I actually agree with Mr. Santorum's thought about encouraging companies to develop these medications through incentives. However, what is the point of developing medications to help people if the cost is too much for them to afford. Wouldn't you think developing a drug that saves millions of peoples lives would be the largest benefit? Think about the ego boost! Yes money is important, but look at Jonas Salk who invented the polio vaccine--- he didn't take the kind of money these drug companies are demanding.... and I guarantee he felt satisfied with himself at the end of his life. Money isn't everything.
Many will argue there are groups that subsidize the costs of these highly expensive medications. This is true. How scary is it though to not be able to rely on your own income to save your life? Non-profit organizations that help with medication costs often times go out of business, or don't receive enough donations in a year, or lose grants. There's no guarantee those companies will be there every day for the rest of your life should you need their assistance.
I just think we have to get real about health care in this country. We don't have to go the route of Canada, (because I hear complaints about that system every time the change in health care structure for the U.S. comes up) but don't you think there must be a better way to handle all of this?
Thursday, February 2, 2012
So I wrote the following as a letter to the editor of the Seattle Times:
February 4th is World Cancer Day. As a person diagnosed with leukemia, ten days after my 30th birthday, I feel the desire to use this occasion to raise awareness. The young adult cancer population, ages 15-39, is surprisingly large. According to the Abramson Cancer Center, each year approximately 70,000 young adults are diagnosed with cancer. The truly interesting fact about this group though, is that its mortality rates have not improved over the last 30 years. Older cancer patients and childhood cancer patients mortality rates have improved significantly, while young adults mortality rates have remained the same. There are many thoughts on why this disparity exists. Often times young adults believe themselves to be immune to such heavy diagnosis, and therefore don't recognize early warning signs. Some young adults do not have solid job positions that offer health insurance, so they don't go to the doctor. Also, according to the Abramson Cancer Center, young adults dealing with cancer are less likely to join clinical trials. Therefore, information on how best to discover and treat these heavy diagnosis within the young adult population is studied less.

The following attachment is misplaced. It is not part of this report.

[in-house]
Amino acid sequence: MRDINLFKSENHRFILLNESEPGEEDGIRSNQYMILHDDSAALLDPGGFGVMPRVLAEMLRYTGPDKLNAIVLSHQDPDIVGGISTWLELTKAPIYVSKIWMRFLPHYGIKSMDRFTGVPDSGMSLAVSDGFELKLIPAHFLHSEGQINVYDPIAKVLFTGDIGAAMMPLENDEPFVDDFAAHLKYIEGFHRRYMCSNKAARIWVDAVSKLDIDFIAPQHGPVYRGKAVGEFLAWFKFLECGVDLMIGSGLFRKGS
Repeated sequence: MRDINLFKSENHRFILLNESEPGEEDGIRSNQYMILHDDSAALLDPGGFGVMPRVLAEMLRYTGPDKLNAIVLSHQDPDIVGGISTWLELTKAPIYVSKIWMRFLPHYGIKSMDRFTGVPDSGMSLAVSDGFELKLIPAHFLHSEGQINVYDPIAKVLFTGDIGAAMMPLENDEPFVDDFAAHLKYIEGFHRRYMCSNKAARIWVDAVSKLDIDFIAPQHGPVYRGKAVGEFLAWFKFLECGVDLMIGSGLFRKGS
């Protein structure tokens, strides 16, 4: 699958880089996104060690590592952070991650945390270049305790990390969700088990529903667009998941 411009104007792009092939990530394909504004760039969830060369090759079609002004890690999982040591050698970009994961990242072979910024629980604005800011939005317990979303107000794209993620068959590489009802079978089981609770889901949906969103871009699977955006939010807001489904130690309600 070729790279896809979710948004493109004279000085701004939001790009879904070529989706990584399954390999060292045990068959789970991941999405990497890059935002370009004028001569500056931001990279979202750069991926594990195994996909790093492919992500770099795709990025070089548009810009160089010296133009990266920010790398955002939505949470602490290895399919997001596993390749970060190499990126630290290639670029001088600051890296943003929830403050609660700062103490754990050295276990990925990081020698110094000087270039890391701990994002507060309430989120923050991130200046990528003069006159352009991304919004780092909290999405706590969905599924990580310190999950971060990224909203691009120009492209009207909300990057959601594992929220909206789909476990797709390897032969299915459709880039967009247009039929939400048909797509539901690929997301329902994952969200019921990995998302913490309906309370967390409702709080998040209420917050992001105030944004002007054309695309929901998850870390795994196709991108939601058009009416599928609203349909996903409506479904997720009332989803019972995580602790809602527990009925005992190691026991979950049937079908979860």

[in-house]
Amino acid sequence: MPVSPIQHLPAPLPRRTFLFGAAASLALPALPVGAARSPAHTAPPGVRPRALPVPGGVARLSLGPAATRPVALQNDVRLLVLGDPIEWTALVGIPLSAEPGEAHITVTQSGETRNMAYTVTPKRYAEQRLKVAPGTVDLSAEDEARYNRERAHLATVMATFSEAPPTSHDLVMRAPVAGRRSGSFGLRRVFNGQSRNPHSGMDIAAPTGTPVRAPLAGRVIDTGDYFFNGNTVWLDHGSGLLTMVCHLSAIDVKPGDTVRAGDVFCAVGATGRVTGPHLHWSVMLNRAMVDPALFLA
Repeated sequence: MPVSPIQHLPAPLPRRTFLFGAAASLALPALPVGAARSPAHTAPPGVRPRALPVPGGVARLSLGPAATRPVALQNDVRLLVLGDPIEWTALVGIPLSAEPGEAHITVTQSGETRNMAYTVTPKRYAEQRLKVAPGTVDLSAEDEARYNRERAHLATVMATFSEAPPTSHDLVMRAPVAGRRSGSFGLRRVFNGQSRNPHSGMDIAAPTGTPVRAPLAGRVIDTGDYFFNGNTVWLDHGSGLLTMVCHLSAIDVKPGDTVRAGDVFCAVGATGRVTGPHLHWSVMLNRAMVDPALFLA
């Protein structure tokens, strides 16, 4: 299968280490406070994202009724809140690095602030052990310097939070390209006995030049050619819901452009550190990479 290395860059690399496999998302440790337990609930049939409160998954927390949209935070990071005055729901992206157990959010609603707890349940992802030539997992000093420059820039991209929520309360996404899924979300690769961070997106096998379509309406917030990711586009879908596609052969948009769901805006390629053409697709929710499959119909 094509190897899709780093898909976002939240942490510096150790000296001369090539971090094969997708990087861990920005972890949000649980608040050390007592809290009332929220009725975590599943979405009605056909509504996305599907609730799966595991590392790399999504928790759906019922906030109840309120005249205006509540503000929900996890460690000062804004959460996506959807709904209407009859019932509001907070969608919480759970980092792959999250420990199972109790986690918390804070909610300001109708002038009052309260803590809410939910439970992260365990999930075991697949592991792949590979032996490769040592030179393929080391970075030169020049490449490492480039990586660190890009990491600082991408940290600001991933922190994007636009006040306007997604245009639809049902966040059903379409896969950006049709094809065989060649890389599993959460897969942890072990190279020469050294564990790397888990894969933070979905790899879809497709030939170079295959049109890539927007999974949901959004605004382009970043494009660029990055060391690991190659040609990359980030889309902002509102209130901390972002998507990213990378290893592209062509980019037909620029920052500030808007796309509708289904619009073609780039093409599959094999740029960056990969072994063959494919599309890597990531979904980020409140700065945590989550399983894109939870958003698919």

If you know of anyone within the young adult cancer demographic who needs assistance, there are a few groups who work specifically with this population. I would encourage you to refer them to the "I'm Too Young For This Foundation" (http://stupidcancer.com/). Every year they have a weekend summit in different parts of the country where young adults with cancer meet eachother and attend seminars specifically designed towards their specific population. This year the summit will be in Las Vegas, NV from March 30-April 1st. For more information please go to http://omgsummit.org/2012/
The more our community becomes aware of young adults with cancer, the more we can do to help.
Wednesday, February 1, 2012
Hello everyone, My name is Erin Havel and I'm in the process of having a book edited about my experience with health care in America. It's title is The Malformation of Health Care. I was born with a vascular malformation (AVM/VM) and ten days after I turned 30, I was also diagnosed with chronic myelogenous leukemia (CML). Health care is a huge part of my life and I think too often those of us who require care go through more of a battle to receive that care than fight the ailment.
This blog will contain pieces of my book, information I'm finding in the news regarding health care, and hopefully positive ideas on how to help others going through struggles within our current system.
I have a Facebook group you're welcome to join if you're interested (http://www.facebook.com/groups/352009698155992/)